Access

You are not currently logged in.

Access your personal account or get JSTOR access through your library or other institution:

login

Log in to your personal account or through your institution.

If You Use a Screen Reader

This content is available through Read Online (Free) program, which relies on page scans. Since scans are not currently available to screen readers, please contact JSTOR User Support for access. We'll provide a PDF copy for your screen reader.

Life History Variation in Primates

Paul H. Harvey and T. H. Clutton-Brock
Evolution
Vol. 39, No. 3 (May, 1985), pp. 559-581
DOI: 10.2307/2408653
Stable URL: http://www.jstor.org/stable/2408653
Page Count: 23
  • Read Online (Free)
  • Download ($4.00)
  • Subscribe ($19.50)
  • Cite this Item
Since scans are not currently available to screen readers, please contact JSTOR User Support for access. We'll provide a PDF copy for your screen reader.
Life History Variation in Primates
Preview not available

Abstract

Extensive variation in life-history patterns is documented across primate species. Variables included are gestation length, neonatal weight, litter size, age at weaning, age at sexual maturity, age at first breeding, longevity, and length of the estrous cycle. Species within genera and genera within subfamilies tend to be very similar on most measures, and about 85% of the variation remains when the subfamily is used as the level for statistical analysis. Variation in most life-history measures is highly correlated with variation in body size, and differences in body size are associated with differences in behavior and ecology. Allometric relationships between life-history variables and adult body weight are described; subfamily deviations from best-fit lines do not reveal strong correlations with behavior or ecology. However, for their body size, some subfamilies show consistently fast development across life-history stages while others are characteristically slow. One exception to the tendency for relative values to be positively correlated is brain growth: those primates with relatively large brains at birth have relatively less postnatal brain growth. Humans are a notable exception, with large brains at birth and high postnatal brain growth.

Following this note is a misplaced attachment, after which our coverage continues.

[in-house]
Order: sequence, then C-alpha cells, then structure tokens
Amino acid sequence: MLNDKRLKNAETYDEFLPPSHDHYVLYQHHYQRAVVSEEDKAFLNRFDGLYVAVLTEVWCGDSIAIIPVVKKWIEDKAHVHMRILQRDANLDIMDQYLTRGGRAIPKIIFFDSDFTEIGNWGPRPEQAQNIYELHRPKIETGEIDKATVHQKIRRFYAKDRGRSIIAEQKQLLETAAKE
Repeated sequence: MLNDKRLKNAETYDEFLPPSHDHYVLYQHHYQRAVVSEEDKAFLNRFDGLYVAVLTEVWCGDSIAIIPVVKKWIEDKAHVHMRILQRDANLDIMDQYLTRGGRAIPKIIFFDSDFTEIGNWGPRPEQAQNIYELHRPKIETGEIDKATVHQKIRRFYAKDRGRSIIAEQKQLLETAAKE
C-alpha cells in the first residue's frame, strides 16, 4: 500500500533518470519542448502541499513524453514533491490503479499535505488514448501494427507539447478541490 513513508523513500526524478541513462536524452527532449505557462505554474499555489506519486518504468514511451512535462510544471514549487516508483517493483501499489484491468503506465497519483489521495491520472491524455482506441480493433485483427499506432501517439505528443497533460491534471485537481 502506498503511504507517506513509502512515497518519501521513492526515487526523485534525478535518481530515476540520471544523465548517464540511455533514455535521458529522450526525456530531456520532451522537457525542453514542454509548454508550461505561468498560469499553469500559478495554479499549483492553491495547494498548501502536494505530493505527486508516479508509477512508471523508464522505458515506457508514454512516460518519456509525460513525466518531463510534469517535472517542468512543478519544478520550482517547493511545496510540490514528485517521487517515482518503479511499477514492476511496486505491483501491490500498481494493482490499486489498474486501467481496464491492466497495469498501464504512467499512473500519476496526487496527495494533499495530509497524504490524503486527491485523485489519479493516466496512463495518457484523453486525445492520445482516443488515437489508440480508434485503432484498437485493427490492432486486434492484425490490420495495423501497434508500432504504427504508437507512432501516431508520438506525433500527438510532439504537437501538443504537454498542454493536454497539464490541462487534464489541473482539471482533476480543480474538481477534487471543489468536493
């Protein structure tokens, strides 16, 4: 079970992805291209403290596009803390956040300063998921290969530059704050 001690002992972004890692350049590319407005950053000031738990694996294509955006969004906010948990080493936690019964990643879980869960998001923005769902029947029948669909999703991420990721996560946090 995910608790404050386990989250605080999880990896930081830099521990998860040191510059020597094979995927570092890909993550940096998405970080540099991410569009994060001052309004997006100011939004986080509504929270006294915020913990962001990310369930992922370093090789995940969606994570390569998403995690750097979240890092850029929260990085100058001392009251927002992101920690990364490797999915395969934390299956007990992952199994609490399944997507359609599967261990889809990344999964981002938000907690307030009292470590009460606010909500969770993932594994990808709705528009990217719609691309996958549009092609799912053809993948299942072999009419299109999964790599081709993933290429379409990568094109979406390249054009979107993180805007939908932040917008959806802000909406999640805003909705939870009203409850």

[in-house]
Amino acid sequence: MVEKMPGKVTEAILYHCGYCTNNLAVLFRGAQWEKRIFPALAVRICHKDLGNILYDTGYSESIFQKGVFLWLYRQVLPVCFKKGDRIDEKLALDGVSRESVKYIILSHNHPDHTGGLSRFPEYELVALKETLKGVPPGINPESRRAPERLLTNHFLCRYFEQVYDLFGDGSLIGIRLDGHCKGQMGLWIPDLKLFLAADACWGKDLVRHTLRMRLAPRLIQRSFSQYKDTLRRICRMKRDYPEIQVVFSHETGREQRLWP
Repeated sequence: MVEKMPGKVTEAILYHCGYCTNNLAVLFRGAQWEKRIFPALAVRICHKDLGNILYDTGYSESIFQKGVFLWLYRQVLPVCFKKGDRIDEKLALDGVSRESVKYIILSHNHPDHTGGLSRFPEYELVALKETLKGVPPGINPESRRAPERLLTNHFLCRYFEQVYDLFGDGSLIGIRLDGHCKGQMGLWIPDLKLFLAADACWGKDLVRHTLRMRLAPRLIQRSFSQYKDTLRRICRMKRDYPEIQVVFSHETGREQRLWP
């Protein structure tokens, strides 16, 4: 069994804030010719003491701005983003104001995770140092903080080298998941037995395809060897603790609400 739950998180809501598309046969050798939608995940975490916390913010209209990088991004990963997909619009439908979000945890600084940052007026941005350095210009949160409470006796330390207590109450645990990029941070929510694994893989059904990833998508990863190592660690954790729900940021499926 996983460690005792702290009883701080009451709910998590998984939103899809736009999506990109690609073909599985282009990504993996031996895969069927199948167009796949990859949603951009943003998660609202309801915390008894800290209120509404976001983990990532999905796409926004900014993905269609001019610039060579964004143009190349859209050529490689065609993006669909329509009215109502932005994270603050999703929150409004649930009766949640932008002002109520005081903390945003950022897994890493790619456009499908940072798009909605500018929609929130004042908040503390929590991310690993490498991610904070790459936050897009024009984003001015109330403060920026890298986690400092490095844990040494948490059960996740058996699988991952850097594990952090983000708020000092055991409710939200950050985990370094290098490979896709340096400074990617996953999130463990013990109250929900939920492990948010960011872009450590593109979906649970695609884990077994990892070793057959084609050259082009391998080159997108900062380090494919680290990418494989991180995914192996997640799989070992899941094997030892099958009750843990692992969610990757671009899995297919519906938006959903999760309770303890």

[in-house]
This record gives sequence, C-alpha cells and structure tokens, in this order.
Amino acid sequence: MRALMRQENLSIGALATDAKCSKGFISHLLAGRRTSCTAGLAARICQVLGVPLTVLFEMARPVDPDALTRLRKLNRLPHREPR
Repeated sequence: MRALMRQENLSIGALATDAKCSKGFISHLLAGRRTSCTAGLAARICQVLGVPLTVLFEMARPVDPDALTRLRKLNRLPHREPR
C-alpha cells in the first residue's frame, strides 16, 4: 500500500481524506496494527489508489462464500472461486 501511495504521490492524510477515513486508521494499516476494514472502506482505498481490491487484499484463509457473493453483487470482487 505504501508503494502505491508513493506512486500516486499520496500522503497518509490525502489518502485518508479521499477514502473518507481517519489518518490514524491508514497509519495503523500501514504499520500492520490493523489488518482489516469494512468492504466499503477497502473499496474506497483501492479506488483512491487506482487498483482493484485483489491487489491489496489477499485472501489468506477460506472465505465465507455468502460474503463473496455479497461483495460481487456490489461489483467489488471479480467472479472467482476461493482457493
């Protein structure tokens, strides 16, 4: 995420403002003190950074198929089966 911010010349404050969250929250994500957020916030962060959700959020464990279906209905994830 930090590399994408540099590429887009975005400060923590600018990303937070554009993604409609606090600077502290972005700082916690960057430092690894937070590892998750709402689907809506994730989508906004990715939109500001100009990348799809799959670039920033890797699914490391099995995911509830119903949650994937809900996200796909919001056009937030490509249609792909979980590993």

Page Thumbnails

  • Thumbnail: Page 
559
    559
  • Thumbnail: Page 
560
    560
  • Thumbnail: Page 
561
    561
  • Thumbnail: Page 
562
    562
  • Thumbnail: Page 
563
    563
  • Thumbnail: Page 
564
    564
  • Thumbnail: Page 
565
    565
  • Thumbnail: Page 
566
    566
  • Thumbnail: Page 
567
    567
  • Thumbnail: Page 
568
    568
  • Thumbnail: Page 
569
    569
  • Thumbnail: Page 
570
    570
  • Thumbnail: Page 
571
    571
  • Thumbnail: Page 
572
    572
  • Thumbnail: Page 
573
    573
  • Thumbnail: Page 
574
    574
  • Thumbnail: Page 
575
    575
  • Thumbnail: Page 
576
    576
  • Thumbnail: Page 
577
    577
  • Thumbnail: Page 
578
    578
  • Thumbnail: Page 
579
    579
  • Thumbnail: Page 
580
    580
  • Thumbnail: Page 
581
    581